At the time of writing, the coronavirus disease of 2019 remains a global health crisis of grave and uncertain magnitude. To the non-expert (such as myself), contextualizing the numbers, forecasts and epidemiological parameters described in the media and literature can be challenging. I created this calculator as an attempt to address this gap in understanding.

An interactive epidemic calculator

Harry Stevens washingtonpost.com

Extensive social distancing helps to 'flatten the curve'

Graphics reporter Harry Stevens from The Washington Post helps us see the impact of “social distancing” with this coronavirus simulator. He shows the effects of four simulations — a free-for-all, an attempted quarantine, moderate social distancing, and extensive social distancing.

Harry goes on to say, “moderate social distancing will usually outperform the attempted quarantine, and extensive social distancing usually works best of all.”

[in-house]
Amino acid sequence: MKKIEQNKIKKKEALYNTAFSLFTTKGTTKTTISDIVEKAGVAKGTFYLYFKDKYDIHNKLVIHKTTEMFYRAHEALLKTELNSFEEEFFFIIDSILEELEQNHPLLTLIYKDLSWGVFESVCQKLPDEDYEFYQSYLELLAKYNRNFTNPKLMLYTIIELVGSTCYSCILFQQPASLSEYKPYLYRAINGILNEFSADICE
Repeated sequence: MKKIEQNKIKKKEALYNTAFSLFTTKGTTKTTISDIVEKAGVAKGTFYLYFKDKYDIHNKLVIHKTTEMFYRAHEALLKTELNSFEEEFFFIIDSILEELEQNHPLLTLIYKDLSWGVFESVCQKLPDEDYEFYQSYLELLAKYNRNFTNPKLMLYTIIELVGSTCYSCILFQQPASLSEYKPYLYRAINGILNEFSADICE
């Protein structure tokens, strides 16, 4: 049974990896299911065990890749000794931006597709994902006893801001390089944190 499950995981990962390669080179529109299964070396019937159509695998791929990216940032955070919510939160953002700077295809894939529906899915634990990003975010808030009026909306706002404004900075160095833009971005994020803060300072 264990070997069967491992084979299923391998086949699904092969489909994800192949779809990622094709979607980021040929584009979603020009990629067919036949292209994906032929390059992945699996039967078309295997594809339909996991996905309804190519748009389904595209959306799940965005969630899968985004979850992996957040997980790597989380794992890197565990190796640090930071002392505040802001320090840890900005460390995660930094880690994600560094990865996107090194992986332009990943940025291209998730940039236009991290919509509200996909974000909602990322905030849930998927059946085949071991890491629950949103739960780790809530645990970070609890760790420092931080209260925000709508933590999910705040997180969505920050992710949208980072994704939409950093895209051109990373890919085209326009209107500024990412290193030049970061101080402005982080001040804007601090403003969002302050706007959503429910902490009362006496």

To simulate more social distancing, instead of allowing a quarter of the population to move, we will see what happens when we let just one of every eight people move.

Extensive social distancing helps to 'flatten the curve'

Sequoia Capital blog Icon Sequoia Capital blog

'Brace for turbulence,' Coronavirus is the black swan of 2020

I’m bracing for turbulence. To me, that doesn’t mean panic — it means prepare for change and potentially discomfort as a result of that change. Be adaptable.

This is the note the Sequoia Capital team sent to its founders and CEOs last week to provide guidance on how to ensure the health of their business while dealing with potential business consequences of the spreading effects of the Coronavirus.

Coronavirus is the black swan of 2020. Some of you (and some of us) have already been personally impacted by the virus. We know the stress you are under and are here to help. With lives at risk, we hope that conditions improve as quickly as possible. In the interim, we should brace ourselves for turbulence and have a prepared mindset for the scenarios that may play out.

It will take considerable time — perhaps several quarters — before we can be confident that the virus has been contained. It will take even longer for the global economy to recover its footing. Some of you may experience softening demand; some of you may face supply challenges. While The Fed and other central banks can cut interest rates, monetary policy may prove a blunt tool in alleviating the economic ramifications of a global health crisis.